It's not that easy to describe Goldberg Variations - ternary patterns for insomnia. It's a choreographed contemporary dance show, a performance piece, a classical concert... and none of those things. As an audience member, it's difficult to know beforehand exactly what to expect.
Cecilia Djurberg from sverigesradio.se came to the premiere performance at Dansens Hus, Stockholm and shared her description of what the event entails.
What exactly are Andersson Dance and Scottish Ensemble doing?
Musically, they stay, as far as I can judge, close to the notes; it is Sitkovetsky’s renowned transcription for strings that forms the basis of this show. What choreographer Örjan Andersson does is that he integrates dance and music physically on stage. It is not uncommon to put dance to live string music, but we are more accustomed to the musicians sitting in an orchestra pit, or at least out of the way for the dancers. Here, Scottish Ensemble moves around amongst the dancers on the stage and this is both entertaining to watch and a sort of comment on what constitutes ‘dance’. On paper, perhaps a string ensemble’s movements could be interpreted as some kind of dance, but here there is a clear intention to highlight musicians as choreographed performers, and some of the musicians get even own dance solos. So this orchestra really has to work hard for its fee.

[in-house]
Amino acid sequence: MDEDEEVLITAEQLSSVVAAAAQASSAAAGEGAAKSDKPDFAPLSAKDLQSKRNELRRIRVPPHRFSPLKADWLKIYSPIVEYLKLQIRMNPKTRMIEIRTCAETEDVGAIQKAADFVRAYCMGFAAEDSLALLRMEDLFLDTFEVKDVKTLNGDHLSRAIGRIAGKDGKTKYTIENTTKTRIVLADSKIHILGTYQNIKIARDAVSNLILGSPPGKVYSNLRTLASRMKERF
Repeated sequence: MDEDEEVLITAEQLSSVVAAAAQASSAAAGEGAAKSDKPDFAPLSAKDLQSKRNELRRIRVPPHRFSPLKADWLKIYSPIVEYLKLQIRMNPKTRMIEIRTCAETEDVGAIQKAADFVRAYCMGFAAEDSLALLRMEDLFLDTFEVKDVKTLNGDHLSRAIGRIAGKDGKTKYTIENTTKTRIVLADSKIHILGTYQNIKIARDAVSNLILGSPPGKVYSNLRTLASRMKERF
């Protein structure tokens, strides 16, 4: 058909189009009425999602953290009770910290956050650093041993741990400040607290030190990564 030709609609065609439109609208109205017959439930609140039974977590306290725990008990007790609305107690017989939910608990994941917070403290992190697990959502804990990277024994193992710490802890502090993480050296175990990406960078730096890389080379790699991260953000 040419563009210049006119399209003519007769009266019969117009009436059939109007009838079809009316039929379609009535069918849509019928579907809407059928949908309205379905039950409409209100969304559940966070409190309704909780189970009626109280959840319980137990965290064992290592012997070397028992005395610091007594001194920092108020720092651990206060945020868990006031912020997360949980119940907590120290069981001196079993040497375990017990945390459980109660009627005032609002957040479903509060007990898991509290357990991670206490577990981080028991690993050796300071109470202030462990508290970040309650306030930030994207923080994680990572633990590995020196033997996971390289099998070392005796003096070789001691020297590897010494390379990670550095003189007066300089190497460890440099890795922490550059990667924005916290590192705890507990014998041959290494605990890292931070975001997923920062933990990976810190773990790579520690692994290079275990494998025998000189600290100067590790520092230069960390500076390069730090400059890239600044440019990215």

So what are the dancers' tasks?
There are five dancers on stage. And they are performing any fictional action, but together with the musicians, create performance-tableaux that interpret the variations and comment on them physically and sometimes with words. Although it is not always clear-coded language, but often quite absurd - as when a dancer says "I am variation number 21" and thrusts one arm into a plastic tube.
What is the overall impression of the show?
It is quite playful. There are props that function much like toys. Except for plastic pipe there is a small wagon, some gold-coloured cushions and pennants... It looks a bit like the dancers and the orchestra have met to play or jam together, or just pass the time. The show has a subtitle which references mathematical patterns for insomniacs, but despite the unsentimental and quite loose form the piece is very well-rehearsed and respectful. I find myself having to sit with one of those happy smiles through the show and I realize that it is precisely this type of visual setting that people like me, a dance geek, usually misses when I go to classical concerts. So I think that Örjan Andersson manages to blend the best of both worlds - this is like an animated Bach concerto.